Eldercare Facility Gains Recognition for Implementing Biometric Technology
Residents at Brevillier Village in Erie, Penn., can use Princeton Identity’s iris recognition software to unlock exterior doors to exit the building.
Princeton Identity, a provider of biometric security systems, announces its customer, Brevillier Village, has seen an increase in brand awareness resulting from publicity as the first senior residential and healthcare facility to implement iris recognition technology as part of its physical security system.
Brevillier Village, located in Erie, Penn., has received press coverage in the past year after implementing the Princeton Identity IOM Access solution, according to the company.
In 2017, the facility received Erie’s Choice Award for Best Retirement Facility, beating out a larger facility that had won the award for the previous ten years.
The software allows approved staff and residents to unlock exterior doors to exit the building by looking into the wall-mounted iris readers located near each exit.
It also has the capability to restrict residents with dementia from opening the doors and leaving the building unsupervised, allowing all residents to live in the same building as part of a mixed population.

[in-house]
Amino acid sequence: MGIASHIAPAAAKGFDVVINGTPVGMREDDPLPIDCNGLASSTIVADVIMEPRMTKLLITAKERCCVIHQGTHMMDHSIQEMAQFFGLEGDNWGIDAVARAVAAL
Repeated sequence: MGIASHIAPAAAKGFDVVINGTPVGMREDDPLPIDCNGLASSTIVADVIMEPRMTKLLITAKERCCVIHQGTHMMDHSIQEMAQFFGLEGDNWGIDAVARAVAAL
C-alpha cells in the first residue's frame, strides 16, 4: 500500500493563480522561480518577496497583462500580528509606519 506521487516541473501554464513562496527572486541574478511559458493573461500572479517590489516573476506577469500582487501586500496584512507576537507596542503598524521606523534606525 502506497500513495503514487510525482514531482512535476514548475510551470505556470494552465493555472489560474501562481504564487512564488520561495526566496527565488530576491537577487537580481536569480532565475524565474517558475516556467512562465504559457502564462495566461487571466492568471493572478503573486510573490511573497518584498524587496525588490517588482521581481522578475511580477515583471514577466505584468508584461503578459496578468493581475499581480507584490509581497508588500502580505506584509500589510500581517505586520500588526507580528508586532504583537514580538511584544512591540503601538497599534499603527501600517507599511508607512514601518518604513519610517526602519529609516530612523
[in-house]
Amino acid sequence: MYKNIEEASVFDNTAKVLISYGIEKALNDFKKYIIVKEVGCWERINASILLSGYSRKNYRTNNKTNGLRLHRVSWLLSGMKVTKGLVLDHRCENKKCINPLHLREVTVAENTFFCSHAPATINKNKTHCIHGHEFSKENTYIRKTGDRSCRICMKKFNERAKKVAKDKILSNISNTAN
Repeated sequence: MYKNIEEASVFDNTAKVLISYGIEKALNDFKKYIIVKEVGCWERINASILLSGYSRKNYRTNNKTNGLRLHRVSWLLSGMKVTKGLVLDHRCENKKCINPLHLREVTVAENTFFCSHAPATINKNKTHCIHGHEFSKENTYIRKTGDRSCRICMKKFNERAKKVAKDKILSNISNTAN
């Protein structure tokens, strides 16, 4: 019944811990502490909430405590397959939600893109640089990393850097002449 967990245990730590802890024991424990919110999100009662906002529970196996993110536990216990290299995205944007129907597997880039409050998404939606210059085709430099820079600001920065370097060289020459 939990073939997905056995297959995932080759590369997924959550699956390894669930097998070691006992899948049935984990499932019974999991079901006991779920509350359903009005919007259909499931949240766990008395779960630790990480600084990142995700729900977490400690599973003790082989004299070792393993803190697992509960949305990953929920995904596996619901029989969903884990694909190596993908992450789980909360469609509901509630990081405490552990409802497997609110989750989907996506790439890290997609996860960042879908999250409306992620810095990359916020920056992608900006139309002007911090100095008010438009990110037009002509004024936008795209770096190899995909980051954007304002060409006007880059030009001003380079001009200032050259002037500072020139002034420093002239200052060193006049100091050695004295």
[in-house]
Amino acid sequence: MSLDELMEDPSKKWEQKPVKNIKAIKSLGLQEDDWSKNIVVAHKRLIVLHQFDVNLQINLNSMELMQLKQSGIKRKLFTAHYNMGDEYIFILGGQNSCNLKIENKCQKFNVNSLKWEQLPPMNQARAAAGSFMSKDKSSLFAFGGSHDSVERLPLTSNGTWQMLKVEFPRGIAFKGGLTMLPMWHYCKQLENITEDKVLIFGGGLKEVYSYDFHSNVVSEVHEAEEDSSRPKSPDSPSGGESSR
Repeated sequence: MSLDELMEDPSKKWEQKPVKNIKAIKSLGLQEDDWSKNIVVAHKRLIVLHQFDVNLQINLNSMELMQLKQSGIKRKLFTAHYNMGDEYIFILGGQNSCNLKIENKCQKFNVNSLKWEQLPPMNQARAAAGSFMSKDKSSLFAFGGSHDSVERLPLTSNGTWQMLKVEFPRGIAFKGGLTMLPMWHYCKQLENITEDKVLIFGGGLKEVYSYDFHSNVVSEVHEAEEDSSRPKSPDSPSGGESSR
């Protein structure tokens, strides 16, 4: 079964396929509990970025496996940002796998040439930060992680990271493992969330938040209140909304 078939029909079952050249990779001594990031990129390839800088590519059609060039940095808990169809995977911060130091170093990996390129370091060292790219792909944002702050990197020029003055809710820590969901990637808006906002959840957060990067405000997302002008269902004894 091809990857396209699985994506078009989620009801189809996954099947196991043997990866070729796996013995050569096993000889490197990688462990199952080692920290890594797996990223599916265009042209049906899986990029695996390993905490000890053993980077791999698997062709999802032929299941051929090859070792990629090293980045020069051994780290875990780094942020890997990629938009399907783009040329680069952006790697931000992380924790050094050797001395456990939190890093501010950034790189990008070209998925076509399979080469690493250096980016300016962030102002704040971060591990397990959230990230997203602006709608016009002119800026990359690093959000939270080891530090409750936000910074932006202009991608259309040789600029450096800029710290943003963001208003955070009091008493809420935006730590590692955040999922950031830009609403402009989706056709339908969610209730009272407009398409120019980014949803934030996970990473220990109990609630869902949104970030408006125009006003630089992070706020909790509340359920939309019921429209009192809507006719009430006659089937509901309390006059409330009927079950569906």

“If there’s any question about who left the building at a given time, we can look at who had their iris scanned and then check surveillance video to make sure that they are the only person who went through the door,” says Dan Desrocher, director of development at Brevillier Village. “From a security standpoint, this is far more information than was available using the keypad system we had in place, for which everyone shared the same code.”
Two reader heads are located at each monitored doorway with one positioned for standing residents and another for wheelchair-bound residents. Both are connected to integrated control units that communicate over Ethernet cabling back to the server room.
The solution piggybacked onto the ASSA ABLOY Securitron access control infrastructure that was already in place at the facility, with each iris scan logging as an “event” within the access control system.
“This project highlights some of the advantages in deploying iris recognition in healthcare and assisted-living facilities,” says Prince Identity CEO Mark Clifton. “There are no keypad codes to remember, it doesn’t require a free hand and it’s touchless, making it completely sanitary.”
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